President Obama Signs the Medicare Access and CHIP Reauthorization Act
On April 16, 2015, President Obama signed into law the, “Medicare Access and CHIP Reauthorization Act,” which repealed Medicare’s sustainable growth rate (SGR) physician payment system and prevented a 21 percent pay cut. In addition, the legislation:
- Consolidates the current Physician Quality Reporting System (PQRS), Electronic Health Record (EHR) and Value-Based Payment Modifier (VM) programs, and eliminates the penalties associated with these programs;
- Includes positive incentives for quality improvement payment programs that allow all physicians the opportunity to earn bonus payments;
- Enhances the ability of physicians — rather than the government — to develop quality measures and clinical practice improvement activities;
- Clarifies that quality improvement program requirements do not create new standards of care for purposes of medical malpractice lawsuits;
- Reverses the CMS decision to eliminate the 10- and 90-day global surgery payments; and
- Extends the Children's Health Insurance Program (CHIP) for two years.
The American Association of Neurological Surgeons (AANS) and Congress of Neurological Surgeons (CNS) will now focus on guiding this legislation through the implementation process to ensure that the Center for Medicare and Medicaid Services (CMS) develops the new Medicare physician payment system as directed and intended by Congress.
Neurosurgery and 500 Other Groups Urge Congress to Repeal IPAB
On May 7, 2015, the AANS, CNS and several of state neurosurgical societies, joined the Healthcare Leadership Council and over 500 national and state-based healthcare organizations, in sending a letter urging Congress to repeal the Independent Payment Advisory Board (IPAB). The IPAB is a board of 15 unelected, and largely unaccountable government bureaucrats, whose primary purpose is to cut Medicare spending. Repealing the IPAB is one of organized neurosurgery’s top legislative priorities.
CNS and AANS Support Graduate Medical Education Legislation
On May 4, 2015, the CNS and AANS joined the Alliance of Specialty Medicine in endorsing S. 1148, the "Resident Physician Shortage Reduction Act of 2015." Introduced by Sens. Bill Nelson (D-Fla.), Harry Reid (D-Nev.) and Charles Schumer (D-N.Y.), S. 1148 would increase the number of Medicare-funded graduate medical education (GME) residency positions by 15,000 over the next five years. The Alliance also endorsed the House companion bill, H.R. 2124, introduced by Reps. Joseph Crowley (D-N.Y.) and Charles Boustany, MD (R-La.).
Senate Finance Health Subcommittee Holds Hearing on Medical Device Tax
On April 23, 2015, the Health Subcommittee of the U.S. Senate Finance Committee held a hearing on the impact of the medical device tax on jobs, innovation and patients. Created by the Affordable Care Act, the medical device tax is a 2.3 percent excise tax that applies to the gross sales of medical device products. This tax imposes over $30 billion in new taxes and is adversely affecting medical innovation and patient care. Repealing the medical device tax is among neurosurgery’s top legislative priorities, and the CNS and AANS issued a press release applauding the committee for its efforts to abolish this arbitrary tax.
If you have questions about these or other legislative issues, please contact Katie Orrico, director of the CNS/AANS Washington Office at email@example.com.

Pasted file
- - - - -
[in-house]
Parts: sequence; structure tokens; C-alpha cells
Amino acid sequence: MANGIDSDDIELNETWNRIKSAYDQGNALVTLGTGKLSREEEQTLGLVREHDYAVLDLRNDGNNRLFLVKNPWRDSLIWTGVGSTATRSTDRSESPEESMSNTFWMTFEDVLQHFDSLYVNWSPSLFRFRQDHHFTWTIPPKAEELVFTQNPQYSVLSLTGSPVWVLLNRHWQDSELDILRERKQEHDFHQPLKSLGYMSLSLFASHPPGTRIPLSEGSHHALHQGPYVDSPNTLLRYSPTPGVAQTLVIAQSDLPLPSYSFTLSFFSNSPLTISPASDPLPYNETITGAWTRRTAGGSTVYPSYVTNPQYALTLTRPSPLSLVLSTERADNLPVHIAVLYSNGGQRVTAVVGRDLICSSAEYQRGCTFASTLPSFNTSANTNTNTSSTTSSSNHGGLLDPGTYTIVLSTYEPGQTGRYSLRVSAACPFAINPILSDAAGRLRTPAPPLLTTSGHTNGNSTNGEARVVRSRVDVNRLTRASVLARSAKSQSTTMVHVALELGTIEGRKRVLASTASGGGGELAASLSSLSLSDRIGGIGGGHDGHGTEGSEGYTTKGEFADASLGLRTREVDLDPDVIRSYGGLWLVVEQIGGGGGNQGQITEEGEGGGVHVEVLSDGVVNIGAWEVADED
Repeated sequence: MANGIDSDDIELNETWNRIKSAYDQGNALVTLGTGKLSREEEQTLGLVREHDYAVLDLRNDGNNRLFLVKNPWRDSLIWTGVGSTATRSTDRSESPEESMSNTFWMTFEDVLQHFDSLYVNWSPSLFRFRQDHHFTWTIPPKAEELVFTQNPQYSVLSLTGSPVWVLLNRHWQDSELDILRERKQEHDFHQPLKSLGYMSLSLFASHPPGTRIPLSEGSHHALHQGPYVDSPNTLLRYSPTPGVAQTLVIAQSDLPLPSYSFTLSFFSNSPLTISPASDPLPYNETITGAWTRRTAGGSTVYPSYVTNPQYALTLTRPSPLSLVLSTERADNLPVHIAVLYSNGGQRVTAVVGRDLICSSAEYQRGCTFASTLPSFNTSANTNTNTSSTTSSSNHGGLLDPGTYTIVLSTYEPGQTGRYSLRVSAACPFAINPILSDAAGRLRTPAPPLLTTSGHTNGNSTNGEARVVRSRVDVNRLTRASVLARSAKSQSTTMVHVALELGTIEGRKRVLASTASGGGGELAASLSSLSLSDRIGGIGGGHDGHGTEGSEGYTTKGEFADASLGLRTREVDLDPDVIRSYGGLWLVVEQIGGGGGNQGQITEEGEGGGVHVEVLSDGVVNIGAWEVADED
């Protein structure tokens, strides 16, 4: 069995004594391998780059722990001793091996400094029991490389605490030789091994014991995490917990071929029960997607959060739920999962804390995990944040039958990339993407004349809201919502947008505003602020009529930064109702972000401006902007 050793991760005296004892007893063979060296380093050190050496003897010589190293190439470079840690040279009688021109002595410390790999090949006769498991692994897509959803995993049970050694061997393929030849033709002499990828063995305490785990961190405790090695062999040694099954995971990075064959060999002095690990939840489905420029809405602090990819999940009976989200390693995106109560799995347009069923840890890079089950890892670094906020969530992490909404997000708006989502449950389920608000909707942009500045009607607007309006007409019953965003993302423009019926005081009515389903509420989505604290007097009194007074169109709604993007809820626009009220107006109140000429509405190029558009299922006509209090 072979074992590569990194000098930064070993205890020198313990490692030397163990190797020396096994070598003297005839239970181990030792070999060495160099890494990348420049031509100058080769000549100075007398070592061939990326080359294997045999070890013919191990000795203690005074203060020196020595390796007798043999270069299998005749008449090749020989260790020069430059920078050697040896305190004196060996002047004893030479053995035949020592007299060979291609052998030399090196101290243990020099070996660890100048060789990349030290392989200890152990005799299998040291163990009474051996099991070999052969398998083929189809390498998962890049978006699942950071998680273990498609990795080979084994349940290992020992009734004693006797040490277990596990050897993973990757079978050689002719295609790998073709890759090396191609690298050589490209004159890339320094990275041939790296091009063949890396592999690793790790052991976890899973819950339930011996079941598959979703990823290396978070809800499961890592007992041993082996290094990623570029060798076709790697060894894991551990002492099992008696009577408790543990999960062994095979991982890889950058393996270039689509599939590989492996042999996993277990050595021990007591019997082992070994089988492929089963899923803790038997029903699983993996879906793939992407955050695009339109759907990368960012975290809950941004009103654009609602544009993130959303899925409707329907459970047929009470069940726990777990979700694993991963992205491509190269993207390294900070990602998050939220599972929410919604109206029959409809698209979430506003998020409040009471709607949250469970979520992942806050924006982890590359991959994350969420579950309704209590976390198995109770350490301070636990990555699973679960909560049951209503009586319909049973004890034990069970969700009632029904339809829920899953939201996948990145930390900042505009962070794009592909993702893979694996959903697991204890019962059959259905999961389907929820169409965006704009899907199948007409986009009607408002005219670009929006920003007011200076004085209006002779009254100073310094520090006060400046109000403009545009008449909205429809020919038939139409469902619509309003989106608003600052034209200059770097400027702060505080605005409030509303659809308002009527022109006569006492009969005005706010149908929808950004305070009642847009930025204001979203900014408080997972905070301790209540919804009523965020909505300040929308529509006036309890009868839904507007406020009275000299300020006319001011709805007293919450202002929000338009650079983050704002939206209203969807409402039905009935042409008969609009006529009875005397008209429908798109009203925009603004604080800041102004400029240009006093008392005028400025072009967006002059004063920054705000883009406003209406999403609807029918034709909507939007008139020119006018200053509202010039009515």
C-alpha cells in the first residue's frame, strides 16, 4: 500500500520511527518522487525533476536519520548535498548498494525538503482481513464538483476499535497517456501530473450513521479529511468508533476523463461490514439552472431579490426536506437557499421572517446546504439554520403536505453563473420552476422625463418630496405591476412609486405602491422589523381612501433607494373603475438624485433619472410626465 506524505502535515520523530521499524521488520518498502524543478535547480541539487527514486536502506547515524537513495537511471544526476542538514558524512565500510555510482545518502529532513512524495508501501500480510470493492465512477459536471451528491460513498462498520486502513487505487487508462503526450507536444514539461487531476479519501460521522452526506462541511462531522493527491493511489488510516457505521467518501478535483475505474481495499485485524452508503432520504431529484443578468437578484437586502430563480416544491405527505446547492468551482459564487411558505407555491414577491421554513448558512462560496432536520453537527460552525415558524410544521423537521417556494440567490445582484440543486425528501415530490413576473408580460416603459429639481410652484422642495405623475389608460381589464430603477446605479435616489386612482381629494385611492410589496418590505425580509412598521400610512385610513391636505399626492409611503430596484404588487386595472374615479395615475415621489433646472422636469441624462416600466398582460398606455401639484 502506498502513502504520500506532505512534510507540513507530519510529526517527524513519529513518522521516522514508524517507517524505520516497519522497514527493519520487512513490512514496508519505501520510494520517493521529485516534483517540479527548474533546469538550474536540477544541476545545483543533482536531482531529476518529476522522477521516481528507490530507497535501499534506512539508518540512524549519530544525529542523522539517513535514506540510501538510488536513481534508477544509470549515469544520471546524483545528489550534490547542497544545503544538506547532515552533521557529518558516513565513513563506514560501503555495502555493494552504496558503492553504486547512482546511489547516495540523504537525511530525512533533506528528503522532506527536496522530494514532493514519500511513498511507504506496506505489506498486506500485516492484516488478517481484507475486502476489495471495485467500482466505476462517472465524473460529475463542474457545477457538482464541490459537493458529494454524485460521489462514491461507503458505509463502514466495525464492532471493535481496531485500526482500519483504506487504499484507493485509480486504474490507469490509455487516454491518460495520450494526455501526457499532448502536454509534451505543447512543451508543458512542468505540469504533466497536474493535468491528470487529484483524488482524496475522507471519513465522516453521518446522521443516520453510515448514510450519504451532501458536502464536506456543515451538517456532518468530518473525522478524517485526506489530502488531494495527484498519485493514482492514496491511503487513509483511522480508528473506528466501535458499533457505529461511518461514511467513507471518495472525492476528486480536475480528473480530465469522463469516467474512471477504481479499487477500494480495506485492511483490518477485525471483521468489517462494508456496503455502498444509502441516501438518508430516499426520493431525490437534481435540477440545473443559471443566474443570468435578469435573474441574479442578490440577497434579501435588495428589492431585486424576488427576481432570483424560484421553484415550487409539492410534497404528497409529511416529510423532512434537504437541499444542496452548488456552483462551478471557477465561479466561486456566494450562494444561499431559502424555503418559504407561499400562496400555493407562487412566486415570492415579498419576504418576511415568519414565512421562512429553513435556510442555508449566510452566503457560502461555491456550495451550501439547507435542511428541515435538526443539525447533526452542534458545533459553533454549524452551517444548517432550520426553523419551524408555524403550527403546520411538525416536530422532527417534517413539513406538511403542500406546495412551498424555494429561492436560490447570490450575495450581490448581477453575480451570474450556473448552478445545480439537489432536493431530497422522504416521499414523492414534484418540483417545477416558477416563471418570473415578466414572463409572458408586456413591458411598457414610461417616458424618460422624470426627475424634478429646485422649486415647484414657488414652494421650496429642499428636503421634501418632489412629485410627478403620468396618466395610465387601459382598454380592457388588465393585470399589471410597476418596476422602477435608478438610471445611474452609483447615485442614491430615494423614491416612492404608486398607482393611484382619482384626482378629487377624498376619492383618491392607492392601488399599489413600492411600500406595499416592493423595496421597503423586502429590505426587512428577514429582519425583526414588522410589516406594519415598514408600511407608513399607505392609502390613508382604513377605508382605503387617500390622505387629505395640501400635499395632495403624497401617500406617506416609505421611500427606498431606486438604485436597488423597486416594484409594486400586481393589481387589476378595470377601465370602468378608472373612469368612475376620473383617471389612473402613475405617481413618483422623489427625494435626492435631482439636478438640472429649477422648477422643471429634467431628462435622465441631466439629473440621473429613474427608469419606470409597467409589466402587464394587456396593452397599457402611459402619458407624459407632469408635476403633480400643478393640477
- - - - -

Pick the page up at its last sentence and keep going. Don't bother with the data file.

Coding and Reimbursement
CMS Releases Proposed 2016 Medicare Hospital Payment Rule
On April 30, 2015, the Centers for Medicare & Medicaid Services (CMS) published the 2016 Medicare Hospital Inpatient Prospective Payment System (IPPS) Proposed Rule. Of particular interest to neurosurgeons, the rule included a request for four new MS-DRGs for endovascular procedures, separating the procedures from the MS-DRGs for open cerebrovascular procedures. In addition, CMS plans to revise the titles of MS-DRGs for spinal fusions to more closely correspond to the ICD-10 wording by changing the current title of “9+ Fusions” to “Extensive Fusions.” Furthermore, CMS is proposing to continue the new technology add-on payments for the responsive neurostimulator system, which the CNS and AANS have supported.
If you have any questions regarding these or other reimbursement issues, please contact Cathy Hill, CNS/AANS senior manager for regulatory affairs, at firstname.lastname@example.org.
ABC’s about PQRS
What do neurosurgeons need to know to prepare for quality reporting? What is the physician quality reporting system? What quality measures are reportable? How can you avoid negative adjustments? The Affordable Care Act (ACA) Task Force of the Council of State Neurosurgical Societies (CSNS) has developed a short presentation to help answer these questions. Changes to this document are likely, given passage of the, “Medicare Access and CHIP Reauthorization Act.” Members of the CSNS ACA Task Force will provide updated information on quality reporting requirements as changes occur.
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The mission of Neurosurgery Blog is to investigate and report on how healthcare policy affects patients, physicians and medical practice, and to illustrate how the art and science of neurosurgery encompass much more than brain surgery. Over the past few months, Neurosurgery Blog has ramped up its reporting efforts to include multiple guest blog posts from key thought leaders and members of the neurosurgical community. Listed below are some recent blog posts on topics including SGR repeal, medical device tax and stroke.
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If you are interested in these communications activities, please contact Alison Dye, CNS/AANS Senior Manager of Communications, at email@example.com.